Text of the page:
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4-Domain Prom Tailored For Orthopedic Sports Medicine

2021 Congress Paper Abstracts

4-Domain Prom Tailored For Orthopedic Sports Medicine

Sergio Rocha Piedade, MD, MSc, PhD, Associate Professor, BRAZIL Mark R. Hutchinson, Professor, MD, FACSM, FAANA, FAAOS, UNITED STATES Daniel Miranda Ferreira, Professor, BRAZIL Mario Ferretti, MD, PhD, BRAZIL Nicola Maffulli, MD, PhD, MS, FRCS(Orth), UNITED KINGDOM


2021 Congress   Abstract Presentation   5 minutes   rating (1)

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Patient reported outcome measures (PROMs) have come to the forefront in the evaluation of outcomes of treatment for musculoskeletal ailments. Although different PROMs have been validated and used in clinical practice, it is essential to realize that there is a clear void of a PROM designed for the field of sports medicine. The adequate assessment of the outcomes requires suitable tools to collect data on the treatment received from the patient's point of view, especially in athletes and physically active individuals that have physical expectations and psychological goals that differ from general populations. Moreover, physical needs in sports may vary according to each sports dynamics and consequently the pattern and type of musculoskeletal injury may also differ. In this context, we considered that the properties of PROMs should be defined according to the target patients.


to validate a 4-domain questionnaire tailored for Orthopedic Sports Medicine considering the evaluated clinical conditions such as pre-injury and post-injury status, patient’s expectations of treatment and their evaluations of post-operative care and end-results.


The validation of a 4-domain PROM tailored for Orthopedic Sports Medicine was carried out through an item generation, item scaling, validity and reliability testing, statistical analysis, item reduction. Conbrach's alpha was used to verify item homogeneity, i.e. their accuracy or consistency. The data were obtained from four groups of 25 patients each. Group 1 consisted of patients who had undergone surgery because of pathologies of the foot and ankle; Group 2 hip pathologies; Group 3 knee pathologies and Group 4 shoulder and elbow. For the statistical analysis, descriptive statistics was calculated with mean values, standard deviation, minimum and maximum and median values. Fisher's exact test was used to analyze categorical variables and questionnaire responses. For the binary variables, Mann-Whitney and Kruskal-Wallis tests were used, in addition to Spearman correlation coefficient.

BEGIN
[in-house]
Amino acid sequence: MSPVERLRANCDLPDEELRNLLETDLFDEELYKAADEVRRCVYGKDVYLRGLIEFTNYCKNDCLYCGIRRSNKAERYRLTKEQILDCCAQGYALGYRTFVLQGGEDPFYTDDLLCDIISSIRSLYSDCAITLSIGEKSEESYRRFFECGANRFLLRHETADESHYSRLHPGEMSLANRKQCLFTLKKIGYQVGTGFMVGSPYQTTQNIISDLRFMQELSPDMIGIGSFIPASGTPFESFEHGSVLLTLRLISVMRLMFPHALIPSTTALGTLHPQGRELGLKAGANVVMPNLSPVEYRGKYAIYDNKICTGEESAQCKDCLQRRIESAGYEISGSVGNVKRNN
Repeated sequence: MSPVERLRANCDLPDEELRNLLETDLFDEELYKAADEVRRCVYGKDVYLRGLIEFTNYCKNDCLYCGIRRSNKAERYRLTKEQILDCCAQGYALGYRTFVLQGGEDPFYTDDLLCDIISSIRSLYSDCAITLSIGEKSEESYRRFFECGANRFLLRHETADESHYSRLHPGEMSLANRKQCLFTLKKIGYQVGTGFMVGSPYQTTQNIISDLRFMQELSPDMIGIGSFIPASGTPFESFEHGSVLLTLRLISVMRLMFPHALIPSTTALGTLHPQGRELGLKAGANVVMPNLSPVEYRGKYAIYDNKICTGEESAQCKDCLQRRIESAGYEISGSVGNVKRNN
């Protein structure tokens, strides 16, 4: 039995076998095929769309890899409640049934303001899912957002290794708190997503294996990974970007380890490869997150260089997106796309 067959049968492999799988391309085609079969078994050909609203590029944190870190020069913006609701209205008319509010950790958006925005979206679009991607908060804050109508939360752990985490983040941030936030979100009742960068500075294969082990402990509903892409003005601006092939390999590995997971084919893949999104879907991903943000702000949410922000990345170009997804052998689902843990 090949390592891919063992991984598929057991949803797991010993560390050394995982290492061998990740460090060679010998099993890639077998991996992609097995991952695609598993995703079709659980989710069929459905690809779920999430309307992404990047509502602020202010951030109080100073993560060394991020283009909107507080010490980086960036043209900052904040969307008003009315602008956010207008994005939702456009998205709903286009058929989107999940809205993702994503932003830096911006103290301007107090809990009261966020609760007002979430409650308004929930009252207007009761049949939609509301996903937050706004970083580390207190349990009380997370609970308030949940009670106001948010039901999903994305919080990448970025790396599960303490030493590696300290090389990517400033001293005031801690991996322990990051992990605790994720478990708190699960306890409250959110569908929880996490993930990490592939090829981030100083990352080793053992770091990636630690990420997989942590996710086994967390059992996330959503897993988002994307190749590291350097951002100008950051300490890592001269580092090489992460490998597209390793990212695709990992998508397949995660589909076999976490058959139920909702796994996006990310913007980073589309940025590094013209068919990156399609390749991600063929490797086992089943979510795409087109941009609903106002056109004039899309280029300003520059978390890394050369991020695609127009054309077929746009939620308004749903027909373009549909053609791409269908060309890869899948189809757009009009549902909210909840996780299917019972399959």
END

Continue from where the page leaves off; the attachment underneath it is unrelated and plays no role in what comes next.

This PROM showed acceptable statistical accuracy, clinical applicability, and reproducibility for a variety of surgical treatments, regardless of the anatomical injury sites. Additionally, this PROM considers the athletes’ primary physical demands in the non-injured baseline condition, their motivation to continue sports practice and participation, and the influence of sports practice on their quality of life. This 4-domain PROM for Orthopedic Sports Medicine appears to be a valid tool to assess athletes and high-performing practitioners with sports injuries, recording their perception of injury, expectations of treatment; evaluation of postoperative care and treatment received, and perceived outcomes compared to their pre-injury status of physical demands in sports activity. The tool is unique, allowing direct comparisons between athletes’ perception of pre-injury baseline, injury, treatment, and outcome. This PROM tailored for Orthopedic Sports Medicine will be a welcome adjunct to the sports medicine professional’s tool box when assessing athlete’s status and outcome after injury and intervention.

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